Muna is a mother of five. She and her children left Syria after their home was destroyed amid the fighting in the conflict-torn country. Her husband stayed behind.
Hers is a story that is often told in many refugees camps around the world, which in 2012 reached 15.4 million, 728,500 of them from Syria.
The latest Global Trends Report by the U.N. High Commissioner for Refugees released on June 19 for for World Refugee Day, also put the number of internally displaced people and asylum seekers in 2012 at 28.8 million and 937,000, respectively.
Altogether they represent a total of over 45 million people forced to leave their homes, the highest figure since 1994.
UNHCR notes the conflict in Syria was a “major” factor in the latest global displacement numbers, but the country was not the No. 1 producer of refugees around the world.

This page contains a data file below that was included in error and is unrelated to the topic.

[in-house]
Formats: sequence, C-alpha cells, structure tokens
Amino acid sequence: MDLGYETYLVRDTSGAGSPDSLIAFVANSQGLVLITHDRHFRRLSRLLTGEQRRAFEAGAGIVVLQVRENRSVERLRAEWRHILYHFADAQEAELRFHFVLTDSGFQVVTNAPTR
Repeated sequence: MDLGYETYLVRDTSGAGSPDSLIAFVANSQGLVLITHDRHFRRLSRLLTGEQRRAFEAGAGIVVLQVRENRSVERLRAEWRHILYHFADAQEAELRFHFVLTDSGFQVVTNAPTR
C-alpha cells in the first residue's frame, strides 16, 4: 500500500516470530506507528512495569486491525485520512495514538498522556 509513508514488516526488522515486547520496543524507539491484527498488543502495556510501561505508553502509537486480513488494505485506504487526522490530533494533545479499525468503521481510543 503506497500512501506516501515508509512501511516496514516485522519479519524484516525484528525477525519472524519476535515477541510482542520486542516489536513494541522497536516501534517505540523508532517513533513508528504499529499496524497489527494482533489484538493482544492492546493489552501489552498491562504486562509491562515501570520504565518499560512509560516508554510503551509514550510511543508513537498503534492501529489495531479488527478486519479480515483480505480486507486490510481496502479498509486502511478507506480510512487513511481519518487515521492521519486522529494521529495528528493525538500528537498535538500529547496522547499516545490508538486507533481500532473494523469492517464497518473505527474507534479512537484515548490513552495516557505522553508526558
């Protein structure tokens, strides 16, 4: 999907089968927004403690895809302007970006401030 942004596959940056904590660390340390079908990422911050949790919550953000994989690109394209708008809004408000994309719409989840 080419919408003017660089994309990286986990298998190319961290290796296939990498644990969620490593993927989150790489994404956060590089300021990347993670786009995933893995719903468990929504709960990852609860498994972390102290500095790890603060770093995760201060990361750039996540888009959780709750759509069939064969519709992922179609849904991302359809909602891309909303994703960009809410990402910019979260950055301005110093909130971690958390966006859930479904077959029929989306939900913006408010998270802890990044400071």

Afghanistan remains on top of the list — as it has for the past 32 years — with a total of 2.58 million refugees produced last year. Most of them, about 95 percent, are in Pakistan and Iran, not surprisingly the two top host countries for refugees in 2012.
Pakistan hosted more than 1.6 million refugees by the end of the year, the only country over one million, followed by Iran with 868,200. Rounding up the top ten are Germany, Kenya, Syria, Ethiopia, Chad, Jordan, China and Turkey, which replaced the United States at No. 10.
Almost all of the 564,900 refugees in Kenya are living in Dadaab, home to the four largest refugee camps in the world, while Nyaragusu camp in Tanzania, considered No. 5, hosted 68,100 refugees in 2012, mostly from the Democratic Republic of Congo.
This year’s World Refugee Day focuses on the impact of war on families, and UNCHR is encouraging everyone to take just a minute of their time to support a family torn by such violence: Every 4.1 seconds a person was forced to leave their home in 2012 and thus became a new refugee, IDP or asylum seeker.
Read our previous DevTrivia.